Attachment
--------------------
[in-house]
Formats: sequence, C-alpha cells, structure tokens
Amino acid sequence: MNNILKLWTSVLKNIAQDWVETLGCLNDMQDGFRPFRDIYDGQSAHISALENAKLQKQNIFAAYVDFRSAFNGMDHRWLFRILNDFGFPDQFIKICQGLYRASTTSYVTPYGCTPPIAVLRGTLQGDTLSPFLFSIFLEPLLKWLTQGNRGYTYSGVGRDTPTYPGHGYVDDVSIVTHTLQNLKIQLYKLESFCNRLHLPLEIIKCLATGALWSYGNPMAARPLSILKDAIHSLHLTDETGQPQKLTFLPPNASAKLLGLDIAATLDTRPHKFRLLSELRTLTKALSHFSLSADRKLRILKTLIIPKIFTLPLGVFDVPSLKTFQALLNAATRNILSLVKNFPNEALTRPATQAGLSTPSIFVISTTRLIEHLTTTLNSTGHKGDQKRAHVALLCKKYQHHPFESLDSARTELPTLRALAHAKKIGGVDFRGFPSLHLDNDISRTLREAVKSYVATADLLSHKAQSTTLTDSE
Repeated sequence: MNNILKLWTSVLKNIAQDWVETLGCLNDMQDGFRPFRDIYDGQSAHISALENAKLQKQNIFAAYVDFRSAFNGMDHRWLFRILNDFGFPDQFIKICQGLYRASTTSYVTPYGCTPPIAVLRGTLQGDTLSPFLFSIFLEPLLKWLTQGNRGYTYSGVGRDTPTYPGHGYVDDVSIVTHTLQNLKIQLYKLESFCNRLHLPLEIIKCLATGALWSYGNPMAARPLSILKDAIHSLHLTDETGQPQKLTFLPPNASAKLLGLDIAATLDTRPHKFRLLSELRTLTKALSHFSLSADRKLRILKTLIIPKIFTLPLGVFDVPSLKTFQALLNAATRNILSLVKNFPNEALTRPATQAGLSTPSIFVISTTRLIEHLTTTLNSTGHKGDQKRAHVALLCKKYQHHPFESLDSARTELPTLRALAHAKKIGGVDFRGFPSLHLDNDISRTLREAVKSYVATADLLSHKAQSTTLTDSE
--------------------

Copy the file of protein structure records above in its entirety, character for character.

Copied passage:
[in-house]
Formats: sequence, C-alpha cells, structure tokens
Amino acid sequence: MNNILKLWTSVLKNIAQDWVETLGCLNDMQDGFRPFRDIYDGQSAHISALENAKLQKQNIFAAYVDFRSAFNGMDHRWLFRILNDFGFPDQFIKICQGLYRASTTSYVTPYGCTPPIAVLRGTLQGDTLSPFLFSIFLEPLLKWLTQGNRGYTYSGVGRDTPTYPGHGYVDDVSIVTHTLQNLKIQLYKLESFCNRLHLPLEIIKCLATGALWSYGNPMAARPLSILKDAIHSLHLTDETGQPQKLTFLPPNASAKLLGLDIAATLDTRPHKFRLLSELRTLTKALSHFSLSADRKLRILKTLIIPKIFTLPLGVFDVPSLKTFQALLNAATRNILSLVKNFPNEALTRPATQAGLSTPSIFVISTTRLIEHLTTTLNSTGHKGDQKRAHVALLCKKYQHHPFESLDSARTELPTLRALAHAKKIGGVDFRGFPSLHLDNDISRTLREAVKSYVATADLLSHKAQSTTLTDSE
Repeated sequence: MNNILKLWTSVLKNIAQDWVETLGCLNDMQDGFRPFRDIYDGQSAHISALENAKLQKQNIFAAYVDFRSAFNGMDHRWLFRILNDFGFPDQFIKICQGLYRASTTSYVTPYGCTPPIAVLRGTLQGDTLSPFLFSIFLEPLLKWLTQGNRGYTYSGVGRDTPTYPGHGYVDDVSIVTHTLQNLKIQLYKLESFCNRLHLPLEIIKCLATGALWSYGNPMAARPLSILKDAIHSLHLTDETGQPQKLTFLPPNASAKLLGLDIAATLDTRPHKFRLLSELRTLTKALSHFSLSADRKLRILKTLIIPKIFTLPLGVFDVPSLKTFQALLNAATRNILSLVKNFPNEALTRPATQAGLSTPSIFVISTTRLIEHLTTTLNSTGHKGDQKRAHVALLCKKYQHHPFESLDSARTELPTLRALAHAKKIGGVDFRGFPSLHLDNDISRTLREAVKSYVATADLLSHKAQSTTLTDSE